If you turn on British television on a weekday afternoon, chances are you'll see an elderly man and his dog Drummer advertising electric garage doors, double glazing, awnings, or conservatories. That man is retired police chief John Stalker, but what you may not realise from his grandfatherly appearance in the television commercials is that for a while in the mid 1980s he was one of the biggest threats to the British state, to the extent that he was framed for corruption and forced out of his job.
Stalker had a promising early career as a policeman, beginning in Manchester where he rose through the ranks to become deputy chief superintendent, serving in the CID, Serious Crime Squad, the Bomb Squad, and the Drugs Squad. Then in 1978 he became head of CID in Warwickshire, the nation's youngest detective chief superintendant. After that, he moved back to Manchester, to become deputy chief constable of Greater Manchester Police, the biggest English police force after the Metropolitan Police in London.
However, in the 1980s in other parts of Britain law enforcement was a more complex and murky business, in particular in Northern Ireland. The IRA were launching terror attacks both in Ulster and on the British mainland, and conventional police tactics were not working; it was alleged that the Royal Ulster Constabulary were turning to other techniques. In November 1982, three IRA members, Gervaise McKerr, Eugene Toman, and Sean Burns, were shot dead by officers of the RUC's special support unit. Police claimed they had driven through a roadblock without stopping, but forensics showed that many of the 109 bullets fired into the car had been shot at close range after the vehicle had come to a halt. All three victims were unarmed. Two weeks later, undercover RUC officers, who had been staking out a hayshed believed to hold an arms cache, shot dead Michael Tighe, a 17 year old with no links to the IRA, and wounded Martin McAuley. Two more men were shot dead before the end of 1982, Rodney Carroll and Seamus Grew; both were members of the Irish National Liberation Army.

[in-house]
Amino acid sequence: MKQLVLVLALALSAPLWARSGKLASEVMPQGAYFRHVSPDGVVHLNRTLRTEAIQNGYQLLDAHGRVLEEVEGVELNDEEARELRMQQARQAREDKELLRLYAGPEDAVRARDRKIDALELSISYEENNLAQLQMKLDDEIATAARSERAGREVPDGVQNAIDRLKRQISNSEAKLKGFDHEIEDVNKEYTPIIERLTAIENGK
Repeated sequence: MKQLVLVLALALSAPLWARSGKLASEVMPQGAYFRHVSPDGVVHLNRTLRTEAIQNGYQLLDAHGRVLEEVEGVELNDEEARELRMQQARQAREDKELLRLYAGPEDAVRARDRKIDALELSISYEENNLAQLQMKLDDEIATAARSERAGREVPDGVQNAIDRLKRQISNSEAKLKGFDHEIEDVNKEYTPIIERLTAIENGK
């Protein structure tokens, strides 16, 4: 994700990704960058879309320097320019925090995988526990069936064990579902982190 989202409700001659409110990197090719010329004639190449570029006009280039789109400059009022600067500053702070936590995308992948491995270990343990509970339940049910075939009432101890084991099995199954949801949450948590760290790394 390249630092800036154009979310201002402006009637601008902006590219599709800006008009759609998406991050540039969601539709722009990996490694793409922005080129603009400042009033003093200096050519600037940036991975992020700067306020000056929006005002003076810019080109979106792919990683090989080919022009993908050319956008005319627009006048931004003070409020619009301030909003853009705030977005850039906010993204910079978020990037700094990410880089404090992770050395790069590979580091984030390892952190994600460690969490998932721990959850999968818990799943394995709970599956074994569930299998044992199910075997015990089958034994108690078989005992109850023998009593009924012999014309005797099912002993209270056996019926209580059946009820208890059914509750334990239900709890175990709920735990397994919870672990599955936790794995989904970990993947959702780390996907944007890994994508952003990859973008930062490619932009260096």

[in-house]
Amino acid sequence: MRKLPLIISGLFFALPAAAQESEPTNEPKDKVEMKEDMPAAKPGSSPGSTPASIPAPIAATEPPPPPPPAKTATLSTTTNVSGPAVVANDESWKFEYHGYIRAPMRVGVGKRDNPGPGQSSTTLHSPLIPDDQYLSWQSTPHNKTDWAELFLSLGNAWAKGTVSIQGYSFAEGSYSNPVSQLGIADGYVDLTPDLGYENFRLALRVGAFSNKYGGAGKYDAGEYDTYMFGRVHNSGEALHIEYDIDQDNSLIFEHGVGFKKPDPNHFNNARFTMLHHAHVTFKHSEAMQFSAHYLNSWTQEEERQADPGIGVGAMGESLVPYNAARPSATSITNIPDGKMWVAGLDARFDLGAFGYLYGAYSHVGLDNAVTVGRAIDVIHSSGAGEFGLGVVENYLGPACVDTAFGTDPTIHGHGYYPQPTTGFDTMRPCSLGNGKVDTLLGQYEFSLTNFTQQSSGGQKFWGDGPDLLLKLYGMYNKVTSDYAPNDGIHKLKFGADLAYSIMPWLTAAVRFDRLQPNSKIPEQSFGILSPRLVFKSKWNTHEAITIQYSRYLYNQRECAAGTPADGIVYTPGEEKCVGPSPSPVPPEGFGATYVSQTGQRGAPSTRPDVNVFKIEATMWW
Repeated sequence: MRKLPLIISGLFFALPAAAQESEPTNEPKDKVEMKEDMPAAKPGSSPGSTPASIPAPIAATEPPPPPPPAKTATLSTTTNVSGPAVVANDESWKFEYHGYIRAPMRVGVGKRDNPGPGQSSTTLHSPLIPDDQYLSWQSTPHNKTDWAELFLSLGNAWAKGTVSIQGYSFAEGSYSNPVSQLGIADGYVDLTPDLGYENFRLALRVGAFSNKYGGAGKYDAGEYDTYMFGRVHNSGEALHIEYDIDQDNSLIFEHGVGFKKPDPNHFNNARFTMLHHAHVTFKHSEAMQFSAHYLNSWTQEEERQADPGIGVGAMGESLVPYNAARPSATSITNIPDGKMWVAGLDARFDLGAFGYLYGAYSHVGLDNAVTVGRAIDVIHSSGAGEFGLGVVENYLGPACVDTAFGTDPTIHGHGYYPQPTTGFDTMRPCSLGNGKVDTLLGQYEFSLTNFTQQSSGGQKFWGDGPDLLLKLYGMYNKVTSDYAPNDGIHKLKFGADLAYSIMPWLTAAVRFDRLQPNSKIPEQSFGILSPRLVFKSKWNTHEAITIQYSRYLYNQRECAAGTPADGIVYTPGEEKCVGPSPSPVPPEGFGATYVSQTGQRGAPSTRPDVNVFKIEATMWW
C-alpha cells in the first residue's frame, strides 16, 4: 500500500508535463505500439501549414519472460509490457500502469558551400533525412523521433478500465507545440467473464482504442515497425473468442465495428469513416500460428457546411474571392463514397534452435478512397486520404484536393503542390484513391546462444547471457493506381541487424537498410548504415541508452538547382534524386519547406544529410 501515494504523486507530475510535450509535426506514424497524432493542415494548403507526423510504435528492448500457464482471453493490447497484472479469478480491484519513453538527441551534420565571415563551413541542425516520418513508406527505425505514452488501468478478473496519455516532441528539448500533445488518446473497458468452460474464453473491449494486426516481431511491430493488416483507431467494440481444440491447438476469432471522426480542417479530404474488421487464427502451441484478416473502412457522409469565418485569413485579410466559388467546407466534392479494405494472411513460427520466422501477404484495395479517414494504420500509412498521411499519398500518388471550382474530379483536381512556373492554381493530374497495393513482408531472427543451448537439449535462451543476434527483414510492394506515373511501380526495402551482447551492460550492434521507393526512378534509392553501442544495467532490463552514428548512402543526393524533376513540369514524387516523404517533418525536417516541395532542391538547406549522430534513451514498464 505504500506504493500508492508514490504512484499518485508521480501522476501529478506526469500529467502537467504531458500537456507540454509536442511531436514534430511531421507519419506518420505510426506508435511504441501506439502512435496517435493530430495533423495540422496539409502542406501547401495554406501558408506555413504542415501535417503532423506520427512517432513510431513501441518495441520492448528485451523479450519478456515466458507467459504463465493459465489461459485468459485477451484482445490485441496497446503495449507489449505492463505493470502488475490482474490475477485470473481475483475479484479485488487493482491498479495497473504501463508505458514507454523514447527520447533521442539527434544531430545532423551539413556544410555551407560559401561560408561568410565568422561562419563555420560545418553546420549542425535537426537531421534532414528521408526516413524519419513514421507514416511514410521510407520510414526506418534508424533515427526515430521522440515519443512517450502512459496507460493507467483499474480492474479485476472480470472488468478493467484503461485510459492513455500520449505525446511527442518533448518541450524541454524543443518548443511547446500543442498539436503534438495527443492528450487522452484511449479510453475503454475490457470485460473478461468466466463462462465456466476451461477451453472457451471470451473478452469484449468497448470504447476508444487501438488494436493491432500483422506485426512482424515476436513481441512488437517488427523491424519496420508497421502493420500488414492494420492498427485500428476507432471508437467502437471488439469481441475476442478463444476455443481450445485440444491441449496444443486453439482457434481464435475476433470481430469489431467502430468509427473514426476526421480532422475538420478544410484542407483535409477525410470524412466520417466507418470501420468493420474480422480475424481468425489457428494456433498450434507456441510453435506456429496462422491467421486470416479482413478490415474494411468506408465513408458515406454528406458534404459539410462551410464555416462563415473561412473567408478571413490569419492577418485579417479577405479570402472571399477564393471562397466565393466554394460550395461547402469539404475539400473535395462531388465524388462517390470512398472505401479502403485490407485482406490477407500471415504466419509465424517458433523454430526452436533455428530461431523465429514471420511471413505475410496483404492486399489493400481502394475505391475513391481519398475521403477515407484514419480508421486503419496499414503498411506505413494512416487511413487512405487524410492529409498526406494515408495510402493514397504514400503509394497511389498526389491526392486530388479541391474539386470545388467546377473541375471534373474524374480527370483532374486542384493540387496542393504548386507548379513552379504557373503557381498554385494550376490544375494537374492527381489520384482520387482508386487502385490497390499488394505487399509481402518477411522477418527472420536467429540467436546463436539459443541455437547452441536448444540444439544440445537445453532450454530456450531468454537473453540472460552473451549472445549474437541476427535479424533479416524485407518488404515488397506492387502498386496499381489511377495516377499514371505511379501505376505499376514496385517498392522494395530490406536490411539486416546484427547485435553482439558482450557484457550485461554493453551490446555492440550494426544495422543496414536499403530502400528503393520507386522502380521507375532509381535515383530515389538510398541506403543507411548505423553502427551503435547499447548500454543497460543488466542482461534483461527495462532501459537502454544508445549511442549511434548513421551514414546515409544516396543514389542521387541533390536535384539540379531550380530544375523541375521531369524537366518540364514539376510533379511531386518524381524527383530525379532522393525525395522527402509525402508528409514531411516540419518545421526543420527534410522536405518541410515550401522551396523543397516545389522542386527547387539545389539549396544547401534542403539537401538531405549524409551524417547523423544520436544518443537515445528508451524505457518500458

In response to these six deaths there were suspicions of an assassination program or "shoot to kill" policy; therefore a police inquiry was ordered, and as was usual in cases of suspected serious misconduct a senior police officer from a different force was brought in. This was how John Stalker got involved in the dangerous world of Northern Irish politics. Beginning in 1984, Stalker found much to be suspicious about. For instance, in the shooting of Michael Tighe the RUC refused to hand over audio tapes of the surveillance which would have proved whether police had shouted a warning before opening fire. In his interim report, Stalker was critical of John Hermon, then chief constable of the RUC, for his refusal to cooperate.
Stalker increasily came to believe that even though there was not a deliberate program of assassination, police were adopting a policy that was likely to result in deaths. He said:
The killings had a common feature; each left a strong impression that someone had led these men to their deaths. The circumstances of those killings pointed to a police inclination, if not policy, to shoot suspects dead without warning rather than to arrest them.1